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If it is a breeder's policy to breed at age two, then the breeding Glen's parents could be just four years old and the grandparents only six years old. Knowing that it is possible for a Glen to test "clear" before testing affected at nearly eight years old, this means that we could have three, possibly even four, generations of Glens with unknown PRA status. We know from bitter experience that Glens we had assumed to be normal (at time of breeding) turn out to be carriers, and Glens that we had assumed had carrier status (at time of breeding) turn out to be affected. Should we be breeding Glens as young as two years of age?

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On the other hand, if it is a breeder's policy to wait until age four for first breeding, then the breeding Glen's parents could be as old as eight years of age. If the parents test "clear" over the age of eight, then we can probably safely assume that there is no risk of them (the parents) being affected.

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In the absence of a DNA test, we need to be making breeding decisions that will be beneficial, not detrimental, to the future of the Glen of Imaal Terrier.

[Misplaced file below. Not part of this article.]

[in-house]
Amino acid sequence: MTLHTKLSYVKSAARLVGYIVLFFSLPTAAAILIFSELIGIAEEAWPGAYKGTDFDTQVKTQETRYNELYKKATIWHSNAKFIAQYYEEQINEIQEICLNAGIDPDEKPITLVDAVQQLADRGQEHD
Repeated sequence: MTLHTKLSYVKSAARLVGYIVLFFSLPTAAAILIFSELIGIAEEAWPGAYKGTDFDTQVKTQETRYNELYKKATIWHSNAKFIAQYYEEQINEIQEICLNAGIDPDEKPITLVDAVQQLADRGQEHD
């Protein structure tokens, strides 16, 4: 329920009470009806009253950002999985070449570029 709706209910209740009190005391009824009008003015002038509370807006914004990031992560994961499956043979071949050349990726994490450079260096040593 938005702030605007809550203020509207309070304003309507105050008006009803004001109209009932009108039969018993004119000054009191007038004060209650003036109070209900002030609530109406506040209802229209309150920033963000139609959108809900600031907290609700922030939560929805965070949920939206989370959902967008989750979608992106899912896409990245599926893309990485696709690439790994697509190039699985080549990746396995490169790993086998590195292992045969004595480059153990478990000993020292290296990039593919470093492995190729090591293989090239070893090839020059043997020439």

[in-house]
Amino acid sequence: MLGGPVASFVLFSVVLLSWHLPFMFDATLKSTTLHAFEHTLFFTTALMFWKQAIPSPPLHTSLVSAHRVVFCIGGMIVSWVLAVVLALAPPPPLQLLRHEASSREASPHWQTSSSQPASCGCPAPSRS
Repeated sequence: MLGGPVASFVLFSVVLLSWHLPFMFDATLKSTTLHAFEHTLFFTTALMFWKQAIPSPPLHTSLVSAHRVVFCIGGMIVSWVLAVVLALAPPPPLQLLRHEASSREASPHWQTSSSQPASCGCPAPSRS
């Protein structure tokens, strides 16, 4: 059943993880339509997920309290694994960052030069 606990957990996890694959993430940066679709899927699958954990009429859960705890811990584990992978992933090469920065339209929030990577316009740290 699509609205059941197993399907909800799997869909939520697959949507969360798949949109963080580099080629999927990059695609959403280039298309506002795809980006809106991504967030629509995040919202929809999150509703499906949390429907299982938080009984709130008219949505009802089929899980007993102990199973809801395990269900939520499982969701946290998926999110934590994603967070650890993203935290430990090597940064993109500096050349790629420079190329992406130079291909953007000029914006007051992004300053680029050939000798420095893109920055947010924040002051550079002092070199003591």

Since it would appear that the Glen community cannot come to any international agreement on guidelines for breeding selection, it rests on each and every breeder to ensure that they are fully aware of all the information available regarding the PRA status of dogs in any proposed pedigree, and that they can, with a clear conscience, say that their breeding selections are being made with the best interests of the breed at heart.

The International PRA Database co-ordinators (see PRA and the Glen page) will provide the following information to anyone wishing to research the PRA status of Glens:

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List of tested Glens

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List of known carrier status Glens

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List of affected Glens

The Glen of Eden database - www.glenofeden.nl/index.php?id=16 - is an extensive pedigree database providing the Glen researcher with multi-generation pedigrees, PRA and heartcheck results, and an advanced search facility. Access is for registered users only. Please click here to register online.

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TABLE

Parents

 

Progeny (Offspring)

 

Each puppy has a ...

PP x PP

Normal x Normal

x

=

 

100% chance of being normal

PP x Pp

Normal x Carrier

x

=

 

50% chance of being normal
50% chance of being a carrier

PP x pp

Normal x Affected

x

=

 

100% chance of being a carrier

Pp x Pp

Carrier x Carrier

x

=

 

25% chance of being normal
50% chance of being a carrier
25% chance of being affected

Pp x pp

Carrier x Affected

x

=

 

50% chance of being a carrier
50% chance of being affected

pp x pp

Affected x Affected

x

=

 

100% chance of being affected